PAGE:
The court was careful to note that it was not ruling that all unlimited vacation policies give rise to an obligation to pay vacation wages at termination. However, it provided that a truly unlimited vacation policy may not trigger such liability where the policy, among other things, (1) spells out the rights and obligations of the employee and employer and the consequences of failing to schedule time off; and (2) in practice allows sufficient opportunity to take time off. Employers should revisit their unlimited vacation or time off policies and practices given this decision.
Last week, the Equal Employment Opportunity Commission (EEOC) reposted FAQs regarding accommodating employees who are at a “higher risk for severe illness” if they contract COVID-19. If an employer is concerned about an employee’s health, the EEOC instructs employers to conduct a “direct threat analysis” to determine whether an employee’s health is placed at risk by returning to the workplace. Such an analysis requires an employer to make an “individualized assessment” considering a number of factors, including the duration of the risk and the nature and severity of the potential harm. As part of the assessment, the employer should determine whether a reasonable accommodation is available that can reduce the risk to the employee. This approach is consistent with general EEOC guidance instructing employers to focus on individualized solutions, rather than one-size-fits-all approaches, to workplace accommodations.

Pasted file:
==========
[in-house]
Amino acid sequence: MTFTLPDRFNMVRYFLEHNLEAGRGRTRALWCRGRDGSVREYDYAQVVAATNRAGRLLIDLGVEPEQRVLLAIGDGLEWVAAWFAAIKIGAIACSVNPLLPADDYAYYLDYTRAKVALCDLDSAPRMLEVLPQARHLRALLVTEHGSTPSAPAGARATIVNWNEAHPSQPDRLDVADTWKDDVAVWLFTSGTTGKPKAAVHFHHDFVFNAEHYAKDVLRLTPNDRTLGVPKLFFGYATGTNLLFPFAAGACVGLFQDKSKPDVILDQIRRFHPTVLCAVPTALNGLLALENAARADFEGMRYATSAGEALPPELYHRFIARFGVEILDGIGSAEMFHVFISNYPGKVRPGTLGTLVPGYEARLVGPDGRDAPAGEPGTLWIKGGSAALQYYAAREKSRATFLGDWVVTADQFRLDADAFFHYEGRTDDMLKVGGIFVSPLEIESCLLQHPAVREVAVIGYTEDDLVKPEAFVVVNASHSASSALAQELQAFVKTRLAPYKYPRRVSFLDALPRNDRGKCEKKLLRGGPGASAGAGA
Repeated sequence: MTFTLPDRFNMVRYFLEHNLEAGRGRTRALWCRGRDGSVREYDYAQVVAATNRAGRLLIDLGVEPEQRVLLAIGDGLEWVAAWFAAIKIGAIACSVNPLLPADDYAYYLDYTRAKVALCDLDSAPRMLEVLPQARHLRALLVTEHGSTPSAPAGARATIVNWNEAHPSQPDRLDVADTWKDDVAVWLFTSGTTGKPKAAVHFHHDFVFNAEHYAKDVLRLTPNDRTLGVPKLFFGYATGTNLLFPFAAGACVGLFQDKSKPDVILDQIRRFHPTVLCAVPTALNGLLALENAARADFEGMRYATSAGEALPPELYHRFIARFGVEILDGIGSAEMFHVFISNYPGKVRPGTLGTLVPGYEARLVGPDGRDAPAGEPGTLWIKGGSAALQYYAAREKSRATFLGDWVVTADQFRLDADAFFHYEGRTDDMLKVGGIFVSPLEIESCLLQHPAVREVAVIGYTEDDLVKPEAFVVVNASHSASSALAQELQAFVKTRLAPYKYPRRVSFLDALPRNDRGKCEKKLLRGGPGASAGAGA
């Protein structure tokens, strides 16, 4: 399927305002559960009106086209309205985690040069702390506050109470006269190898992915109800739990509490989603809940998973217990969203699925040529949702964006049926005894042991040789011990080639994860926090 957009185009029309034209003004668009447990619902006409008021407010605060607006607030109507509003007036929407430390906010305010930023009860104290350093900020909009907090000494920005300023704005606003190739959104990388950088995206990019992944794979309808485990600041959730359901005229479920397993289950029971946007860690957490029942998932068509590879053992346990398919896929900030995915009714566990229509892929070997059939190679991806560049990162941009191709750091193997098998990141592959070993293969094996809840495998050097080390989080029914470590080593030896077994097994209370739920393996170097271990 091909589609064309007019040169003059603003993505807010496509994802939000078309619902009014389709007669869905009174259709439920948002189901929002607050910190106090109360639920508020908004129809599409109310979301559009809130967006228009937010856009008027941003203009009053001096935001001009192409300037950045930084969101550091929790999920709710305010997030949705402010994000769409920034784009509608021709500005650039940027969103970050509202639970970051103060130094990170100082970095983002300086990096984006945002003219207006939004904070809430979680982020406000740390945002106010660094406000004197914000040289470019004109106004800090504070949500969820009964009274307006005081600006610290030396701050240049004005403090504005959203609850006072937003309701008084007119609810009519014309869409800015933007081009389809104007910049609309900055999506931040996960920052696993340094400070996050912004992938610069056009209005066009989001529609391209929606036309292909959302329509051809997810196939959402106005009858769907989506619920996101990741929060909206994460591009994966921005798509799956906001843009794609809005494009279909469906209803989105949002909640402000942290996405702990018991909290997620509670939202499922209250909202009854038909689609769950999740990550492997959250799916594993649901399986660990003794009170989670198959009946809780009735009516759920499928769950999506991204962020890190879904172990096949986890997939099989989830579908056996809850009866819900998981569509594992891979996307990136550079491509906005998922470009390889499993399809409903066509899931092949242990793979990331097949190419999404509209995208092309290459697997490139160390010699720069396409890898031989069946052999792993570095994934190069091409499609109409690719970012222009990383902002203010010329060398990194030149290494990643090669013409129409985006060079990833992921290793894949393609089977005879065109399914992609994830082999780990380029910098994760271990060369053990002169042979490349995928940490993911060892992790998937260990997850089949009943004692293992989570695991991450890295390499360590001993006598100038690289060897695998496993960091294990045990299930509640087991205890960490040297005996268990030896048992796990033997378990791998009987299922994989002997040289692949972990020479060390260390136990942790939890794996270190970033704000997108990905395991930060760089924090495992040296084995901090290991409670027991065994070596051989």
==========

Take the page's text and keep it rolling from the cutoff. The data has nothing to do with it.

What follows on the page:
Under the EEOC’s guidance, employers should not bar employees from the office solely because they are in a COVID-19 high-risk category (e.g., over the age of 65 or have medical conditions such as diabetes or asthma). Instead, if an employer has determined that an employee’s medical condition poses a direct threat to him or her, it must not exclude the employee from work (or require telework) unless the employer cannot provide any other reasonable accommodation without undue hardship.